The social distancing requirements of the coronavirus pandemic have had obvious effect in flattening the curve and buying time for improved testing, contact tracing, and the development of viable vaccines and treatments. But it has come at a personal cost to each person largely keeping to themselves at home.
Humans are unavoidably social creatures, and to deny that part of oneself is to suffer concrete consequences of the body and of the mind. And while that might seem to set the species apart from the rest on Earth, there are a myriad of examples of creatures cuddly or otherwise with similar needs.
Both old services like Skype and Facetime and newer ones like Zoom and Netflix party have facilitated the best approximation of what fulfills that basic need that can be found, and it turns out that more creatures under the sun than humans are benefiting from them, such as the humble spotted garden eel.
Residing in the Sumida Aquarium in Tokyo, Japan are three hundred spotted garden eels, who normally make the acquaintance of crowds of visitors each day. Unfortunately, the outbreak of coronavirus compelled the aquarium's closure to the public on the first day of March, and the employees of the facility who continue to come to take care of the animals say that they were beginning to grow timid around humans absent those interactions with visitors.
"As the (aquarium) has been closed for a long time, the animals aren't seeing any other people other than the staff ...they're beginning to forget about humans. The garden eels in particular have started to burrow themselves into the sand and hide even when aquarium (staff) pass by their tank," said the aquarium in a statement.
The growing reticence of the eels was significant because if they should become too afraid of people to emerge from hiding in their presence, it is difficult or impossible for handlers to ascertain that they are healthy. Therefore, the aquarium issued a call for the public's assistance in re-familiarizing the eels with humans so that aquarium employees could more easily conduct their welfare checks and prevent and deterioration in the health of the fish.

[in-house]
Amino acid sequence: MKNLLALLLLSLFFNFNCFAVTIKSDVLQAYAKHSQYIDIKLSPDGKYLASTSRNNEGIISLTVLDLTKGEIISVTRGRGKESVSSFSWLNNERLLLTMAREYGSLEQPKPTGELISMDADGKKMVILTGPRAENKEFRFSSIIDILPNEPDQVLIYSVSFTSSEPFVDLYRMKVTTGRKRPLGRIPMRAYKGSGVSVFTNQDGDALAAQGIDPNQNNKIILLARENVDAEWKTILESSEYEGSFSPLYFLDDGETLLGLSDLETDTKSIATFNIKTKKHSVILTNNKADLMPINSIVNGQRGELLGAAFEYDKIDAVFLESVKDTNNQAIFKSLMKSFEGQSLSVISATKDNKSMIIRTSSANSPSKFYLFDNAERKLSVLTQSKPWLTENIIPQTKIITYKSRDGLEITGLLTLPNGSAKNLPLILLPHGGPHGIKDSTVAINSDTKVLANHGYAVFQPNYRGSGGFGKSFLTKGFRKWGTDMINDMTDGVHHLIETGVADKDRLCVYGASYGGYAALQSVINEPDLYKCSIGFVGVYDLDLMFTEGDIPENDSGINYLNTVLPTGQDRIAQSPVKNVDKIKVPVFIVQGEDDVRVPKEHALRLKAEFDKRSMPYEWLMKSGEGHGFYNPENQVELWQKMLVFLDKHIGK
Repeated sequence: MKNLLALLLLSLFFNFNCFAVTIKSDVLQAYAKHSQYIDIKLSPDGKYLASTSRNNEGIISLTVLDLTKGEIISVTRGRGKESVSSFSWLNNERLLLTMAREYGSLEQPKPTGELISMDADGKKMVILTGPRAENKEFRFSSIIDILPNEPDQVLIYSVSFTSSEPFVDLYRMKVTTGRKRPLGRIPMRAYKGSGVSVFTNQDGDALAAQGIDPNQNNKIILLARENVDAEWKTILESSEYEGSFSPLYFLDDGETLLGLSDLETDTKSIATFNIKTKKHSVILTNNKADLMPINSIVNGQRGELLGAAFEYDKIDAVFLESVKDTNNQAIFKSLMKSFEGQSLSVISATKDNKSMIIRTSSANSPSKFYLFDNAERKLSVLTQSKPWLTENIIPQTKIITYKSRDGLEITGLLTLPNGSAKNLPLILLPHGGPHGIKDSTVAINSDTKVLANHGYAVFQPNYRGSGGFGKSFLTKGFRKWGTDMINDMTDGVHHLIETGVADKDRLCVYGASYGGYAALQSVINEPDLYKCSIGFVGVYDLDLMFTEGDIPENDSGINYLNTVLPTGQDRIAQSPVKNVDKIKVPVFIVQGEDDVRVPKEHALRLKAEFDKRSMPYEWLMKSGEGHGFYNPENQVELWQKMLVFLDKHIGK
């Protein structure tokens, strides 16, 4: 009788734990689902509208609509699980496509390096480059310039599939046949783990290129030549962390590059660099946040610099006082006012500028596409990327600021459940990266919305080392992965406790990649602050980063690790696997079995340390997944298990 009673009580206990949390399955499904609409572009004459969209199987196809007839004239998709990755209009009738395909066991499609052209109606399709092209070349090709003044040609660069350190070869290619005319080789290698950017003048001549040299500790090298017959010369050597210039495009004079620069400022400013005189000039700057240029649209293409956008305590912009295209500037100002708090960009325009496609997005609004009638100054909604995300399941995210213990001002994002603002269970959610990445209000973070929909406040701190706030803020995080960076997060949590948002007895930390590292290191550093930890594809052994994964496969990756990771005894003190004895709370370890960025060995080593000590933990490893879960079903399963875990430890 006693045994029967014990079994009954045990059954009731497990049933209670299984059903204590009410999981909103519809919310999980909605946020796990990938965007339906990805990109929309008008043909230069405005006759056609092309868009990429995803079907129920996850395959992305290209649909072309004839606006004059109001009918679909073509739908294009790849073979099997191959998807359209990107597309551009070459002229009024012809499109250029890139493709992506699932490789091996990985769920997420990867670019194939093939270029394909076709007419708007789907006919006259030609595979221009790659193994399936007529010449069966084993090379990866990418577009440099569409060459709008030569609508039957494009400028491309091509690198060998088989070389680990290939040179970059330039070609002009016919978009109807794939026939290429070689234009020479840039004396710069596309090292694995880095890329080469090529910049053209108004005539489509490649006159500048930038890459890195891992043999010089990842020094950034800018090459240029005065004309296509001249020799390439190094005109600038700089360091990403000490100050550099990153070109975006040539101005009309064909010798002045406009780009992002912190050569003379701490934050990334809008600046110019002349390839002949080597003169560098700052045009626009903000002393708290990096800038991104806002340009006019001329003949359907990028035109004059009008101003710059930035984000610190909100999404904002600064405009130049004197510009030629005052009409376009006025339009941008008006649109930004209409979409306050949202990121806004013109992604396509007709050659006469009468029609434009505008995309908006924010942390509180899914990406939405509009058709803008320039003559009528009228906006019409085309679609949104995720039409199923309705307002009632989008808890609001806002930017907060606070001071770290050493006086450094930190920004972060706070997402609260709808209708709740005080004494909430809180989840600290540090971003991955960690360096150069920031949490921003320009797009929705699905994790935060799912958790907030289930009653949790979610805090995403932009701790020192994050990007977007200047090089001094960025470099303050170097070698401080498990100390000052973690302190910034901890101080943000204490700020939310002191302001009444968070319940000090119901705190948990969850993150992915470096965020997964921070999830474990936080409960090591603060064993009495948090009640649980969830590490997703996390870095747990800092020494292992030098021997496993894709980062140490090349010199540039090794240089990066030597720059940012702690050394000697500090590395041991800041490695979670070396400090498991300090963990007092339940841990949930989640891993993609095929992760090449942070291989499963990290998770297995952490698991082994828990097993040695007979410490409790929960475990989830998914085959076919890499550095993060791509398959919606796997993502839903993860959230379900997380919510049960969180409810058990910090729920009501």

The request came in the form of what they call a “Face-Showing Festival, a three day event in which participants were permitted to reach the eels via five Facetime-enabled iPads encircling their tank, and were encouraged to wave or verbally address the eels, though at a moderate volume in order to not scare the fish – something that human Facetimers also appreciate.
Though the face showing festival has passed, its success and the uncertain timing of things opening up again on a global basis being what they are, those eager to shout out a lonely eel, a grouper, a manta ray or the like may just get their chance yet, so make a point of preparing your waves and conversation openers now so that you won't freeze up under pressure.
And in the meantime, if worst comes to worst, why not Facetime a person? They're nothing but eels with Animal Crossing accounts, and you can still wave at them or address them at a moderate volume, just as you would do with an eel. Just as they do, you require periodic interaction in order to both monitor and enhance physical and mental health, so get connecting, eel-style!